Boston College claim a victory in court battle over Belfast Project
Federal Appeals Court greatly reduces number of interviews British acesss
A federal appeals court on Friday greatly reduced the number of interview recordings from the Belfast Project, an oral history project on the Irish Troubles, that Boston College must turn over to British authorities, who are investigating the 1972 killing of Belfast woman Jean McConville.
Boston.com reports that Judge Juan R. Torruella of the US Court of Appeals for the First Circuit in Boston wrote, in a 29-page ruling, that only 11 of the 85 interviews that a lower court ordered the college to release to the British authorities were relevant to the murder investigation and had to be surrendered.
McConville was murdered by members of the Provisional Irish Republican Army, who suspected her of being an informant.
In 2011, federal prosecutors in Boston issued a subpoena on behalf of authorities in the UK for all materials from the Belfast Project, an archive of interviews with former IRA members and other militia groups who fought during the Troubles, dealing with McConville’s death.
The participants in the project gave the interviews believing the recordings would be kept confidential until they died.
The judge said the appeals court found that “the district court abused its discretion in ordering the production of several of the interviews ... .” The panel ruled out turning over a significant number of the interviews because they “do not contain any information relevant” to the subpoena.
Jack Dunn, a Boston College spokesman, said: “Today’s court ruling affirms our contention that the district court abused its discretion in ordering a significant number of interviews that were not relevant to the second subpoena. We will review the decision over the next several weeks to best determine our legal options.”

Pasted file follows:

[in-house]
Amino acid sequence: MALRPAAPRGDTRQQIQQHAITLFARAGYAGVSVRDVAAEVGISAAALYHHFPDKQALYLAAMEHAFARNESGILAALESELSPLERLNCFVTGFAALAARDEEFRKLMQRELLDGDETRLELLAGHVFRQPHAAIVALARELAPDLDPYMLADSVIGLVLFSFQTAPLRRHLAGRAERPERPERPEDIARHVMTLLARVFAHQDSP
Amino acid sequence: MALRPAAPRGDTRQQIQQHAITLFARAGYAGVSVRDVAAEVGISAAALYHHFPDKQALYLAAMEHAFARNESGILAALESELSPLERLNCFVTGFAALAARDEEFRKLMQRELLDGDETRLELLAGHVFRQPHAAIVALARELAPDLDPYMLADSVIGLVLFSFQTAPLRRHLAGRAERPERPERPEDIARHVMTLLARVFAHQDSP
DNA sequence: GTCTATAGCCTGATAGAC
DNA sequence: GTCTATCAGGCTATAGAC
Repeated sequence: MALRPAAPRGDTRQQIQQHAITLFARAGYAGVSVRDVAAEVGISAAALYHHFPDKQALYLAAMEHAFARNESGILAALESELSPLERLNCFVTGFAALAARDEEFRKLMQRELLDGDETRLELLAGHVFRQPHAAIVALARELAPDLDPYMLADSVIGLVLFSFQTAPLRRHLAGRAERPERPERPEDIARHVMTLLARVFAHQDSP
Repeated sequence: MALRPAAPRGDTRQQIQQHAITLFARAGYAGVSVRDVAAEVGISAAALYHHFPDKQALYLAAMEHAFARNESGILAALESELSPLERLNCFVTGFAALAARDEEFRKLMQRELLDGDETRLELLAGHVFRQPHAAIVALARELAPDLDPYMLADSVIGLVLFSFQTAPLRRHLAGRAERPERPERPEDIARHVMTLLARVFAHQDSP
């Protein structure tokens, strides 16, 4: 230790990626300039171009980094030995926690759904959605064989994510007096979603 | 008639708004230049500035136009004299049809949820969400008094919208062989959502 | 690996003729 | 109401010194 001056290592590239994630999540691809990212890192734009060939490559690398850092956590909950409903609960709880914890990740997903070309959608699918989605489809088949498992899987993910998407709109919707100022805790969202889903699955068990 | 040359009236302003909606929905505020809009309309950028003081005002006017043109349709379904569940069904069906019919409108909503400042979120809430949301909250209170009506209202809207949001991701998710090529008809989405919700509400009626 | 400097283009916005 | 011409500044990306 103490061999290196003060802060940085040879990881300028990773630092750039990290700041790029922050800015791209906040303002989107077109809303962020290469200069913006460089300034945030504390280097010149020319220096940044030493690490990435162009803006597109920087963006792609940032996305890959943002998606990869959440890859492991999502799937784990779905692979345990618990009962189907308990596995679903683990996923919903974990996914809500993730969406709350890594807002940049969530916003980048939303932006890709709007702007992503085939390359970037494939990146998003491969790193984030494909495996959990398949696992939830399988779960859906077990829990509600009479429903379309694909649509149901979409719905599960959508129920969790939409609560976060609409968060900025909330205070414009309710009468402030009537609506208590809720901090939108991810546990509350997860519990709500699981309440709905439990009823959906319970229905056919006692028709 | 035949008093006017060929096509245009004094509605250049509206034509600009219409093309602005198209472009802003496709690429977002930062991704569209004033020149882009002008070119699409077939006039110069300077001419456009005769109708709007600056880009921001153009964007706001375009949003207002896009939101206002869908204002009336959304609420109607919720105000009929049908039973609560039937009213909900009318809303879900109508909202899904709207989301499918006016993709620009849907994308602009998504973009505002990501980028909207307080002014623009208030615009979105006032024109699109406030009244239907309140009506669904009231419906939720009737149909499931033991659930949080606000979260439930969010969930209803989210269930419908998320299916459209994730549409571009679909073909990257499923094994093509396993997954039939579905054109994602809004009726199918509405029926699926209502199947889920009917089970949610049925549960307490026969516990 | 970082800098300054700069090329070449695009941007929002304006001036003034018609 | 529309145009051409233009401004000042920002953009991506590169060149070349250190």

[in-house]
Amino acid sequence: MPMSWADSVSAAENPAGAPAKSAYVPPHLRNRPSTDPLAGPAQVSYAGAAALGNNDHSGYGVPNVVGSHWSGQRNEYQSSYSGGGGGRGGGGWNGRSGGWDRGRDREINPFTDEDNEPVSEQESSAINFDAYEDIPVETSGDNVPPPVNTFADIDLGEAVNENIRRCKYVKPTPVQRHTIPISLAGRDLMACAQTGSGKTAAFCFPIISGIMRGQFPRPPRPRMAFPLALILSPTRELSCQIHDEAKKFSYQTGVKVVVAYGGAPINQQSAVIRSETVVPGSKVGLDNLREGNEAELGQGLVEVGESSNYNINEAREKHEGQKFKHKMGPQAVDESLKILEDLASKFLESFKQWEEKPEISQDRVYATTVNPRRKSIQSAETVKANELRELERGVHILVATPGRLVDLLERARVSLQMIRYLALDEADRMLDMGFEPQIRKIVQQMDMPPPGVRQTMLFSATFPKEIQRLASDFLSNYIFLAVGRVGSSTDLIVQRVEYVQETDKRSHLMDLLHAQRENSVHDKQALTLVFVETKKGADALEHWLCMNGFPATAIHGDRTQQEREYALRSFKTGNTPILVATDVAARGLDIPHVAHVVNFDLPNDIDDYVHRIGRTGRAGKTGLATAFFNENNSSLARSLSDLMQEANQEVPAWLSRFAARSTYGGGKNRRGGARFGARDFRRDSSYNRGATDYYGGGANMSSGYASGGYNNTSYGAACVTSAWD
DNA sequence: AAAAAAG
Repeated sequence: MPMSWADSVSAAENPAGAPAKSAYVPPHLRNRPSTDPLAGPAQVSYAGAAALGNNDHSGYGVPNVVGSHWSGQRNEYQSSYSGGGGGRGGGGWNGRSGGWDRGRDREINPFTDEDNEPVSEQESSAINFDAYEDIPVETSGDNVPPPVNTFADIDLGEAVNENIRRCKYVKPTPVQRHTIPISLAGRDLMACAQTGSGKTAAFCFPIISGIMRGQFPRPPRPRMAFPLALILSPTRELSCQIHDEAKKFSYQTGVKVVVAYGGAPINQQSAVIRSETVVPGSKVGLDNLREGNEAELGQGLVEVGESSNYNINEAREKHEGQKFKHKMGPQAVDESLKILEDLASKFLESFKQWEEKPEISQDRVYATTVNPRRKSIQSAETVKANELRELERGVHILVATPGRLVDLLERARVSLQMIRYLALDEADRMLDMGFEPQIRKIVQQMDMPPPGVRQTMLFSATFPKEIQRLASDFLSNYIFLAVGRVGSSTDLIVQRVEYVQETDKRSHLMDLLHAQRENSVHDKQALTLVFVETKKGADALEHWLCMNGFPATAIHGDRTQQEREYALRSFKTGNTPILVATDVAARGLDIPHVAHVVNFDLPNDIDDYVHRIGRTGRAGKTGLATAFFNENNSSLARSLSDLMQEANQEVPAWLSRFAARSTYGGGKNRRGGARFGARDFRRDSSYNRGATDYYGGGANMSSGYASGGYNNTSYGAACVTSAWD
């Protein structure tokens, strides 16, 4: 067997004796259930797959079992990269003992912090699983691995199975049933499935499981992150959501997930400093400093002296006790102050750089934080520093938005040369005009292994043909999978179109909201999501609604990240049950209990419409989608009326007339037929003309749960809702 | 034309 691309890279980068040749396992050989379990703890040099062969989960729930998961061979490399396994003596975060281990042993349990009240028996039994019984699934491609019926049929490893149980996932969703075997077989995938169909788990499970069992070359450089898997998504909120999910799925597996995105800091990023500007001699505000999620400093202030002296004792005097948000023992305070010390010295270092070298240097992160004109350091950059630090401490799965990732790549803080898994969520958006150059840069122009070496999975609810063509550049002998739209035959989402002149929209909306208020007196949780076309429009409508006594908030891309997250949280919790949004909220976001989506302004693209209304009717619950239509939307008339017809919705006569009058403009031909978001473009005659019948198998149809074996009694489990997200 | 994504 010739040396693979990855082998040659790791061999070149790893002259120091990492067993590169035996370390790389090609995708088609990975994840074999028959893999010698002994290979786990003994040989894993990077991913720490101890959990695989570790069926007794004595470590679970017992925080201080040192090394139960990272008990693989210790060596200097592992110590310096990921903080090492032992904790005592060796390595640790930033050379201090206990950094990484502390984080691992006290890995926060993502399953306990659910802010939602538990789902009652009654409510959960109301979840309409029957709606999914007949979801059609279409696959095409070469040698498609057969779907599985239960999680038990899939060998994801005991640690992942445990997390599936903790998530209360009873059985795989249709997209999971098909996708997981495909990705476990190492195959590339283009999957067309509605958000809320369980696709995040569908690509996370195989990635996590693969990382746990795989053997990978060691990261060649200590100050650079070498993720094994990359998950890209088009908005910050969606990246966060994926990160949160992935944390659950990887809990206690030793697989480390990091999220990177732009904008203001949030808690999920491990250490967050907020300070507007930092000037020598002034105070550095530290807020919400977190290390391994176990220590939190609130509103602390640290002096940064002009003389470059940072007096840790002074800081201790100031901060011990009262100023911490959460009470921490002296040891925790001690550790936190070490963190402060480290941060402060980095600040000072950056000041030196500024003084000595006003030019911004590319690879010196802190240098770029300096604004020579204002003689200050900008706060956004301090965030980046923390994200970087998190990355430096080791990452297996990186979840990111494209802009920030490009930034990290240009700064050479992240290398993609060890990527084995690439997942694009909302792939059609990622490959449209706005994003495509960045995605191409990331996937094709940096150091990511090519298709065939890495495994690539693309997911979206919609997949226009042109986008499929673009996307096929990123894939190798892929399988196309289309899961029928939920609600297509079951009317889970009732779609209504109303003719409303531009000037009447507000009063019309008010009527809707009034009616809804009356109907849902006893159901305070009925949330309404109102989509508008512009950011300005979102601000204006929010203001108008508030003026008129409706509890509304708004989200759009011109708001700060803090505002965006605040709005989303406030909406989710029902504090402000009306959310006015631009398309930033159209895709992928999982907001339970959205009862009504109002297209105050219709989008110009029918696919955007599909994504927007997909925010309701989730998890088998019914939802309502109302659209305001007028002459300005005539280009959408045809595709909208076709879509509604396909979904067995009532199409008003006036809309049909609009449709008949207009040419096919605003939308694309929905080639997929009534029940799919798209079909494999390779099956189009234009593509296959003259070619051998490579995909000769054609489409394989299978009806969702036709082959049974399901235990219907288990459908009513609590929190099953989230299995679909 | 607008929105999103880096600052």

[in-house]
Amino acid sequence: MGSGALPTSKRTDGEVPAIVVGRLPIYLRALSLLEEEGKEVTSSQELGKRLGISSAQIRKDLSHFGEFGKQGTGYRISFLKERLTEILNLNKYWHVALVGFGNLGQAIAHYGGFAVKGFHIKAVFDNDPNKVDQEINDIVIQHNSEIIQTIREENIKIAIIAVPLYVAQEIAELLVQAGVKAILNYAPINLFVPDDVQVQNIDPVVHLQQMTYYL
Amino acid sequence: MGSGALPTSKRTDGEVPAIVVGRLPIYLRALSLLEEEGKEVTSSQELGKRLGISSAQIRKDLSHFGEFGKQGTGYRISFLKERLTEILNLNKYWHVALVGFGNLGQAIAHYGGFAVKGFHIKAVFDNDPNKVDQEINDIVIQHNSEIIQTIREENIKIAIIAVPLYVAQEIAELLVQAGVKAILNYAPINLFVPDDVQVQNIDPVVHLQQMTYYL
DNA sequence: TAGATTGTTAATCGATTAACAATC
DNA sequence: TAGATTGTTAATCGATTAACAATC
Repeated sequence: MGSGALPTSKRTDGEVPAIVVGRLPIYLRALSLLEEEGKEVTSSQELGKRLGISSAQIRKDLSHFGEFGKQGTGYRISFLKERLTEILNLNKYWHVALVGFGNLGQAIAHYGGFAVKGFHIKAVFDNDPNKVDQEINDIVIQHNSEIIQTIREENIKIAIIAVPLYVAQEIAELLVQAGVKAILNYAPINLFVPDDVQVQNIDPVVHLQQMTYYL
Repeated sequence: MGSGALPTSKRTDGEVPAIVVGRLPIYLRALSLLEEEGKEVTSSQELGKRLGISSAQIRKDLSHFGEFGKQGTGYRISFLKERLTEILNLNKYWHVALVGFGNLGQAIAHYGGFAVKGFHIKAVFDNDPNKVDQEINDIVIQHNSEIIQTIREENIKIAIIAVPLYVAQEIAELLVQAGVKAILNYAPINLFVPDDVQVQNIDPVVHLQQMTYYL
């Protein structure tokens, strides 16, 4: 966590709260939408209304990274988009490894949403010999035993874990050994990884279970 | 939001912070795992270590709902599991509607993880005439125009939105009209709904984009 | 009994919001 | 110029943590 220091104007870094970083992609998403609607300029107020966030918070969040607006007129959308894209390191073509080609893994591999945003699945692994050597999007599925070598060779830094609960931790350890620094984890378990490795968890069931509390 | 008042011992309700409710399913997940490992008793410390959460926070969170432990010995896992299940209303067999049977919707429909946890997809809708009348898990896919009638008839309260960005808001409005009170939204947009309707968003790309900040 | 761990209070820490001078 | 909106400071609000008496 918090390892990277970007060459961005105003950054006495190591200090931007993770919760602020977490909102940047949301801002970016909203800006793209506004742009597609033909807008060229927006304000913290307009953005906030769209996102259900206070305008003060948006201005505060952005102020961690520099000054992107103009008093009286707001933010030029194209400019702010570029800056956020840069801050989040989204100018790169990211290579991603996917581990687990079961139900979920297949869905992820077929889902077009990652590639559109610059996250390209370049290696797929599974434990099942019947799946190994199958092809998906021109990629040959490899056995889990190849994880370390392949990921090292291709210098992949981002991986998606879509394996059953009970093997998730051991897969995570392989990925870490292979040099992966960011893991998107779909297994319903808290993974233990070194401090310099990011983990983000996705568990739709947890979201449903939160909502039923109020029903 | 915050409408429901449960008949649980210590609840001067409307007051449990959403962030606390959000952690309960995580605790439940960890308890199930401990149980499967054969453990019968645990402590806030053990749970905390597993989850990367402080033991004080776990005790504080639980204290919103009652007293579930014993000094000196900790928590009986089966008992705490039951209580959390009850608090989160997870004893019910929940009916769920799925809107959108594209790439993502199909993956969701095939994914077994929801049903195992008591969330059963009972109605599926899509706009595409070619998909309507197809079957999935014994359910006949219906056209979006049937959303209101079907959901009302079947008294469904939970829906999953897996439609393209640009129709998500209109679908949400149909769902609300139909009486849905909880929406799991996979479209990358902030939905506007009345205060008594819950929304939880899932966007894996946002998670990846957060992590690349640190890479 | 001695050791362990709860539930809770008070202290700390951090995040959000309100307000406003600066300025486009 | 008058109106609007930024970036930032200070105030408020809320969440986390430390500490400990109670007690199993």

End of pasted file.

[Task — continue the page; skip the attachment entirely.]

The two lead researchers voiced support for the ruling in a joint statement released Friday.
“We see this judgement as at least a partial indictment of the whole process,” said the researchers, Ed Moloney and Anthony McIntyre.
“Doubtless elements in the security apparatus in Northern Ireland and their allies in Britain were looking forward to a show trial in which almost the entire panoply of IRA violence during the Troubles would be the subject of proceedings in a Belfast court room. Now, that is not going to happen and to be sure there will be disappointment in these circles.”
- Racist incidents in Ireland up by 85 percent...
- Gay teacher fired from Catholic school after...
- An open letter in strong defence of capitalism.
- Sarah Palin is saving Christmas
- Nelson Mandela once considered a terrorist...
- Virginia governor slammed by doctor over...
- Hollywood star Gabriel Byrne brands new Pope...
- Nelson Mandela was against IRA decommissioning.
- Bono, Gerry Adams, President Higgins all...
- Irish drugs mule to escape full trial and...
Coyle should leave the priesthood, get married, and have a few kids. Punishment indeed.Gay teacher fired from Catholic school after applying for same-sex marriage license
Neglecting the hungry and aborting babies is also sinful, olovely if you were wondering.An open letter in strong defence of capitalism to Pope Francis
IC has screwed up again. Sorry Dompedro but that is my comment on Dec10,2013,0146 pm est. I wish that IC could correct these mistakes.Shirley MacLaine and Billy Joel among John F. Kennedy Center honorees
It is disgraceful that they haven't given the Kennedy Center award to true entertainment legends like Maureen O'Hara or Mickey Rooney. What are they